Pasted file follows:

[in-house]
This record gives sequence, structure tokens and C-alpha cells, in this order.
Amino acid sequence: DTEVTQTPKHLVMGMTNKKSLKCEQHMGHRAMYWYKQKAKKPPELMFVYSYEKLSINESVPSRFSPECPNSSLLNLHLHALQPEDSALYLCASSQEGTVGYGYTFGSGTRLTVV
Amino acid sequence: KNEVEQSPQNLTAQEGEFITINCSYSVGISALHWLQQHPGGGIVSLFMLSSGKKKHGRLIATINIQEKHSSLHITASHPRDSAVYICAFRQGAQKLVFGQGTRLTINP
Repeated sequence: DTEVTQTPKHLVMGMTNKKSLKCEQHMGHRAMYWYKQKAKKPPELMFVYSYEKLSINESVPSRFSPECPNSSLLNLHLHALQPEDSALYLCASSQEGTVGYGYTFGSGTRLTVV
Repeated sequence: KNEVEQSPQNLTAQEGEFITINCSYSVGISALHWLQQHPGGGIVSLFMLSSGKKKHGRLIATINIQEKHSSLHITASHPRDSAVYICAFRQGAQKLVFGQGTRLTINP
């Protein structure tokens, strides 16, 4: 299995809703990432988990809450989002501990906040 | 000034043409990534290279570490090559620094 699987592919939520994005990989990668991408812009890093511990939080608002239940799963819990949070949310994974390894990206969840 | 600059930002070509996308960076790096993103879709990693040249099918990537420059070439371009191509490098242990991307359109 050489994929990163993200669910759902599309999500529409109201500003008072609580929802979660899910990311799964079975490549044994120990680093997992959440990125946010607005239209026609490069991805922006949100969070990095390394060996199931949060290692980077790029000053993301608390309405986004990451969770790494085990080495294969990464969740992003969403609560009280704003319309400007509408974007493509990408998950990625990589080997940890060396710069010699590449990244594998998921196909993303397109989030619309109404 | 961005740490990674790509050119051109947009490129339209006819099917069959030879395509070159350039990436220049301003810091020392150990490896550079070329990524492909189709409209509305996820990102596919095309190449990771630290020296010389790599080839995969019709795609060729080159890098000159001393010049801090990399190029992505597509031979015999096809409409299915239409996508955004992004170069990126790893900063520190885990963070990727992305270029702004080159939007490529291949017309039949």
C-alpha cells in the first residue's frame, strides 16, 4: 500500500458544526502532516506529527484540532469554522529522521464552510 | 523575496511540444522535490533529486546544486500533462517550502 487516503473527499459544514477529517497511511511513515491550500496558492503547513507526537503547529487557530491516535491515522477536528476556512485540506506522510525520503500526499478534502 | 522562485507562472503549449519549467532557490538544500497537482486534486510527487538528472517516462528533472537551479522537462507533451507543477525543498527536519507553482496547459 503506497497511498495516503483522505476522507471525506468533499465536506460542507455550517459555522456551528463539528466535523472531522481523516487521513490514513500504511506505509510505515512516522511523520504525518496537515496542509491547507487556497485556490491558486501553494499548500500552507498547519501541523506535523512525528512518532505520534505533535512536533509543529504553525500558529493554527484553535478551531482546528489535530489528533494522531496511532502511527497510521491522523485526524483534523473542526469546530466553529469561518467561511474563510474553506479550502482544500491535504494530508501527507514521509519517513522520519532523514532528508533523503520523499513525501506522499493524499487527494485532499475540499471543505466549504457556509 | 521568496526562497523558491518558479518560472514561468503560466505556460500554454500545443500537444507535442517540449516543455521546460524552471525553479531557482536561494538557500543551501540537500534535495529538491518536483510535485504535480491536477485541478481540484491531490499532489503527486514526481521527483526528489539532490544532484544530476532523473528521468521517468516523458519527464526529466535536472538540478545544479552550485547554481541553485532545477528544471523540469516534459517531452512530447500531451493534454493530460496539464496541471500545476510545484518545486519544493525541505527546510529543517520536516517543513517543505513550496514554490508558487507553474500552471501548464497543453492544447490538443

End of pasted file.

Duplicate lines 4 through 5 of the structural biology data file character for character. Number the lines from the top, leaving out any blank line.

Amino acid sequence: KNEVEQSPQNLTAQEGEFITINCSYSVGISALHWLQQHPGGGIVSLFMLSSGKKKHGRLIATINIQEKHSSLHITASHPRDSAVYICAFRQGAQKLVFGQGTRLTINP
Repeated sequence: DTEVTQTPKHLVMGMTNKKSLKCEQHMGHRAMYWYKQKAKKPPELMFVYSYEKLSINESVPSRFSPECPNSSLLNLHLHALQPEDSALYLCASSQEGTVGYGYTFGSGTRLTVV